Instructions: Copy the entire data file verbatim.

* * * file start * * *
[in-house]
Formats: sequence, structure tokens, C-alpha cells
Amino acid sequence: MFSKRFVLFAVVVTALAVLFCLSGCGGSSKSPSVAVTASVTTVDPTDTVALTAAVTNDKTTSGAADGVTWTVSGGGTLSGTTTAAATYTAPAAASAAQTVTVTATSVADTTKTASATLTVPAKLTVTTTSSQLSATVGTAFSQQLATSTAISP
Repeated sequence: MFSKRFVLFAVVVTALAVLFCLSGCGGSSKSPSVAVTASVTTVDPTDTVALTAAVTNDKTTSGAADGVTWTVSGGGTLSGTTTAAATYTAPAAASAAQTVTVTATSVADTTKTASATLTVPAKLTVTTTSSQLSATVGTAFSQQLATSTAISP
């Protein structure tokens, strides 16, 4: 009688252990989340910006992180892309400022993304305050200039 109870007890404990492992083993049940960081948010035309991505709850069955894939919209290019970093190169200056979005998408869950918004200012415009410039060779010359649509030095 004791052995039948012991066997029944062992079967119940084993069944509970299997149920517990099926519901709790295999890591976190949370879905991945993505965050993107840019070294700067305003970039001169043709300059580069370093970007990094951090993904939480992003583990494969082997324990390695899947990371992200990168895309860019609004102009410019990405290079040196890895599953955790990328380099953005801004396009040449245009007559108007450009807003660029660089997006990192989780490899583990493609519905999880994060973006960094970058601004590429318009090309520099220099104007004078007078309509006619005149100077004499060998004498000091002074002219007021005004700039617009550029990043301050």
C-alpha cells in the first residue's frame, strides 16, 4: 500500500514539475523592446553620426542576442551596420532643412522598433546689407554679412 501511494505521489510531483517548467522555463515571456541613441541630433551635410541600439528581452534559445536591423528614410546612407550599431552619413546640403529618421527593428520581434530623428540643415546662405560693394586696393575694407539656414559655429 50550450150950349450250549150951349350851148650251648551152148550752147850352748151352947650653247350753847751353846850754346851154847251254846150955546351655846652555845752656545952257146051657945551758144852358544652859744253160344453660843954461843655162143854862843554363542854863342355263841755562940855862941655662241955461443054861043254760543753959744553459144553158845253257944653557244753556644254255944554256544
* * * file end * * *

[in-house]
Formats: sequence, structure tokens, C-alpha cells
Amino acid sequence: MFSKRFVLFAVVVTALAVLFCLSGCGGSSKSPSVAVTASVTTVDPTDTVALTAAVTNDKTTSGAADGVTWTVSGGGTLSGTTTAAATYTAPAAASAAQTVTVTATSVADTTKTASATLTVPAKLTVTTTSSQLSATVGTAFSQQLATSTAISP
Repeated sequence: MFSKRFVLFAVVVTALAVLFCLSGCGGSSKSPSVAVTASVTTVDPTDTVALTAAVTNDKTTSGAADGVTWTVSGGGTLSGTTTAAATYTAPAAASAAQTVTVTATSVADTTKTASATLTVPAKLTVTTTSSQLSATVGTAFSQQLATSTAISP
């Protein structure tokens, strides 16, 4: 009688252990989340910006992180892309400022993304305050200039 109870007890404990492992083993049940960081948010035309991505709850069955894939919209290019970093190169200056979005998408869950918004200012415009410039060779010359649509030095 004791052995039948012991066997029944062992079967119940084993069944509970299997149920517990099926519901709790295999890591976190949370879905991945993505965050993107840019070294700067305003970039001169043709300059580069370093970007990094951090993904939480992003583990494969082997324990390695899947990371992200990168895309860019609004102009410019990405290079040196890895599953955790990328380099953005801004396009040449245009007559108007450009807003660029660089997006990192989780490899583990493609519905999880994060973006960094970058601004590429318009090309520099220099104007004078007078309509006619005149100077004499060998004498000091002074002219007021005004700039617009550029990043301050």
C-alpha cells in the first residue's frame, strides 16, 4: 500500500514539475523592446553620426542576442551596420532643412522598433546689407554679412 501511494505521489510531483517548467522555463515571456541613441541630433551635410541600439528581452534559445536591423528614410546612407550599431552619413546640403529618421527593428520581434530623428540643415546662405560693394586696393575694407539656414559655429 50550450150950349450250549150951349350851148650251648551152148550752147850352748151352947650653247350753847751353846850754346851154847251254846150955546351655846652555845752656545952257146051657945551758144852358544652859744253160344453660843954461843655162143854862843554363542854863342355263841755562940855862941655662241955461443054861043254760543753959744553459144553158845253257944653557244753556644254255944554256544